Blue whale heartbeats surprise scientists
Blue whales’ hearts are working at their limit – which might explain why the species never evolved to be even bigger than it is today. They also beat much faster than expected at the surface, and considerably slower while feeding at depth.
Those are the conclusions after US researchers managed to monitor the heart rate of Earth’s biggest species in the wild for the first time.
The scientists, from Stanford University and Scripps Institution of Oceanography at University of California, tagged a blue whale with an array of sensors, using suction cups containing electrodes.
“Animals that are operating at physiological extremes can help us understand biological limits to size,” said Stanford’s Jeremy Goldbogen, lead author of the study. “They may also be particularly susceptible to changes in their environment that could affect their food supply. Therefore, these studies may have important implications for the conservation and management of endangered species like blue whales.”
Goldbogen and Paul Ponganis of Scripps, the first of the team to identify the heartbeat in the downloaded data, had previously measured heart rates of diving emperor penguins in Antarctica, and for a decade had wondered if they could do the same with whales.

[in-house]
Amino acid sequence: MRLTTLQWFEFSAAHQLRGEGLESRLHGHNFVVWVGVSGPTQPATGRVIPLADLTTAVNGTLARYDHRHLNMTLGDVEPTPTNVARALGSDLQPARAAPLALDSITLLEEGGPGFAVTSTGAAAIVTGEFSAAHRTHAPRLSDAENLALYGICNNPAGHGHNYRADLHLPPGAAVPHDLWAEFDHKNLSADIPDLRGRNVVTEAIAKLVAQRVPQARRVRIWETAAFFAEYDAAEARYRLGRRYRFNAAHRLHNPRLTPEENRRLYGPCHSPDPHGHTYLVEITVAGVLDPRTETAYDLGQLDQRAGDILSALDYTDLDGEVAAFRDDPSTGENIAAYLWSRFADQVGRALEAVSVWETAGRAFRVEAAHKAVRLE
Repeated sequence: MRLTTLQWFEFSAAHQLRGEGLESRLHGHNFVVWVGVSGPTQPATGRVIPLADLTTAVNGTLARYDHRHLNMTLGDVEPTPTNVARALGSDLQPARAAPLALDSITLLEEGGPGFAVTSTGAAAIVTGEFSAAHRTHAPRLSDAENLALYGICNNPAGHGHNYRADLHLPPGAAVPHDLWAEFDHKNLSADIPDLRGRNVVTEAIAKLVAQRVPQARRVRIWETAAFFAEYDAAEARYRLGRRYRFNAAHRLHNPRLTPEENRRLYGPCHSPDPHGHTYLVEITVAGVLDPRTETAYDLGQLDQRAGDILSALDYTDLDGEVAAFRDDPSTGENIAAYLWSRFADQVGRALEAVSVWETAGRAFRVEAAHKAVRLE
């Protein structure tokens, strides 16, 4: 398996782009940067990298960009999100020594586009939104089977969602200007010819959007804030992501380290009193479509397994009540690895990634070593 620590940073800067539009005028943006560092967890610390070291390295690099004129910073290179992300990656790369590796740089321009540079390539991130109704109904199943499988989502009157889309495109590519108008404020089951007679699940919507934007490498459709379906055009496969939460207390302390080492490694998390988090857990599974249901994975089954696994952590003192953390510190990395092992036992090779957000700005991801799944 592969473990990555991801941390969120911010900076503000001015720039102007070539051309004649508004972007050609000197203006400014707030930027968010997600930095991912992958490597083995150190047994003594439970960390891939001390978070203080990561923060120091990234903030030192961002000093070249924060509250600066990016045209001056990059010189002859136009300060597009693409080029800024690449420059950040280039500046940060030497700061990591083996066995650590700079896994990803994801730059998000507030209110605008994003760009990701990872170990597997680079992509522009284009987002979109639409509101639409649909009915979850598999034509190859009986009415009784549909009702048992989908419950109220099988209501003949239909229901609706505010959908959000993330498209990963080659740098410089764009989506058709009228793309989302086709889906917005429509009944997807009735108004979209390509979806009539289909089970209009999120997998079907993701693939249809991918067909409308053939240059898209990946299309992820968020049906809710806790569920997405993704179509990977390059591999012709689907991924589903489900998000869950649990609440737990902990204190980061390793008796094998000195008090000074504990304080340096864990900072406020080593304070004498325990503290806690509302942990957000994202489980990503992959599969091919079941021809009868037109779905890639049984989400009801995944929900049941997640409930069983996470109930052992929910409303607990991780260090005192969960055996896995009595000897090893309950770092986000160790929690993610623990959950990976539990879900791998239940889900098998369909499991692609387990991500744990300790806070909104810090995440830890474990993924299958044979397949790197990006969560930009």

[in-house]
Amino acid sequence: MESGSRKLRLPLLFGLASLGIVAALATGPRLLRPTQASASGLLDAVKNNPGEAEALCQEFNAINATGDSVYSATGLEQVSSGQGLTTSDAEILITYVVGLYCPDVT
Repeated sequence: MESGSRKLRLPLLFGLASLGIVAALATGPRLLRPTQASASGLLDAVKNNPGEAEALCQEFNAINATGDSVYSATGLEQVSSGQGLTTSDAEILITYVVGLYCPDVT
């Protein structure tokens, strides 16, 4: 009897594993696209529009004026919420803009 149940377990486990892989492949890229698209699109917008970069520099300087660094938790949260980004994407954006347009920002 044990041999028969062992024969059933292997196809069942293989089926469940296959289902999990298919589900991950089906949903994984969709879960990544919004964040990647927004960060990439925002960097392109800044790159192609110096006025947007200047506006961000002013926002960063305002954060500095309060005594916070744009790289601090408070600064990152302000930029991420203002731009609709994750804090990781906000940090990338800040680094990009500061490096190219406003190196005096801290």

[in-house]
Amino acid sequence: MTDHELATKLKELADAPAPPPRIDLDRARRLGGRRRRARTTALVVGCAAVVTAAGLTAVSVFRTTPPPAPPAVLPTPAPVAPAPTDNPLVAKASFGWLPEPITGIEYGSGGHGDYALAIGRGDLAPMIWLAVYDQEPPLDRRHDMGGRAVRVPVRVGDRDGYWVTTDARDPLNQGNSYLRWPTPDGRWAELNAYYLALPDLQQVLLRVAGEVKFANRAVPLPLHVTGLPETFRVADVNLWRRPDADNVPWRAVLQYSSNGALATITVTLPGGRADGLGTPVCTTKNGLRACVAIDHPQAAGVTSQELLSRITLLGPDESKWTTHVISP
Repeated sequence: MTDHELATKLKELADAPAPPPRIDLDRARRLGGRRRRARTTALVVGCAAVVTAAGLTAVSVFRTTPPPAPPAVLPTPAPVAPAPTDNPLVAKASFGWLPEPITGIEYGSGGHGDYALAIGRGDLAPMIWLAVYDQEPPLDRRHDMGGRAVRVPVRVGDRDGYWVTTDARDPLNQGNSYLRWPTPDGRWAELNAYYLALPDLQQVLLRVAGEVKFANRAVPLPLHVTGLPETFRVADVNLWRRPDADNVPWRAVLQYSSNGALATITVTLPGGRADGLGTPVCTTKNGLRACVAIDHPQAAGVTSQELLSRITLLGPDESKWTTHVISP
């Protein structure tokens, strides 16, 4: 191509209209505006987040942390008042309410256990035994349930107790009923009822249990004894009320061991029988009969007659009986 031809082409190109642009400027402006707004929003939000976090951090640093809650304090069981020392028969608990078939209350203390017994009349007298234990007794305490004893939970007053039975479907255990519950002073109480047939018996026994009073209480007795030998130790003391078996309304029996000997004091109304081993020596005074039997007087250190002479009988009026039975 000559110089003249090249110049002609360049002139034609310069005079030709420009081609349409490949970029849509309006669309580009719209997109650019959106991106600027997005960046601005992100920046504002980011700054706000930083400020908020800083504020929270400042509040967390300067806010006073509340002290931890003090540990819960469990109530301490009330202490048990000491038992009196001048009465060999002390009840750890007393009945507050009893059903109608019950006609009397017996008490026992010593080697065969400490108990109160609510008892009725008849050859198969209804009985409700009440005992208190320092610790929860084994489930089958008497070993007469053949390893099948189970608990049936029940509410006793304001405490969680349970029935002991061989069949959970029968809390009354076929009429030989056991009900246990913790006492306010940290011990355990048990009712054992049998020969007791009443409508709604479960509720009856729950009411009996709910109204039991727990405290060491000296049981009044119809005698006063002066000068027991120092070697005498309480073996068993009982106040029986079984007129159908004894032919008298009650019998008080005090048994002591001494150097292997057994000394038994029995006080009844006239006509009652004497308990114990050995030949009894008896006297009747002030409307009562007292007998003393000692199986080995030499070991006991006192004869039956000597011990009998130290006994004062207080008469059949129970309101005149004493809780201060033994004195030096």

“I honestly thought it was a long shot because we had to get so many things right: finding a blue whale, getting the tag in just the right location on the whale, good contact with the whale’s skin and, of course, making sure the tag was working and recording data,” said Goldbogen.
As it turned out, the scientists managed to attach the tag at the first attempt – and were fortunate that it later slid into a position near the left flipper from which it could detect the heartbeat.
The downloaded data surprised the research team. When the whale dived its heart rate slowed, reaching an average minimum of 4-8 beats per minute – with a low of 2bpm.
At the bottom of a foraging dive, where the whale lunged and consumed prey, the heart rate increased to about 2.5 times the minimum before slowly decreasing again.
28 November 2019
Once the whale began to surface, its heart rate increased, with the highest rate of 25-37bpm occurring at the surface as the whale breathed to restore oxygen levels. This was a higher rate than predicted, just as the lowest heart rate was 30-50% lower than expected.
The researchers think that the high rates might depend on subtleties in the heart’s movement and shape that prevent the pressure waves of each beat from disrupting blood flow. They attribute the surprisingly low rates at depth to a stretchy aortic arch that slowly contracts to maintain additional blood flow between beats.
The researchers are now adding more capabilities to the tag, including an accelerometer, to help them better understand how different activities affect heart rate. They also want to try it out on fin, humpbacks and minke whales.
Their findings have been published in Proceedings of the National Academy of Sciences.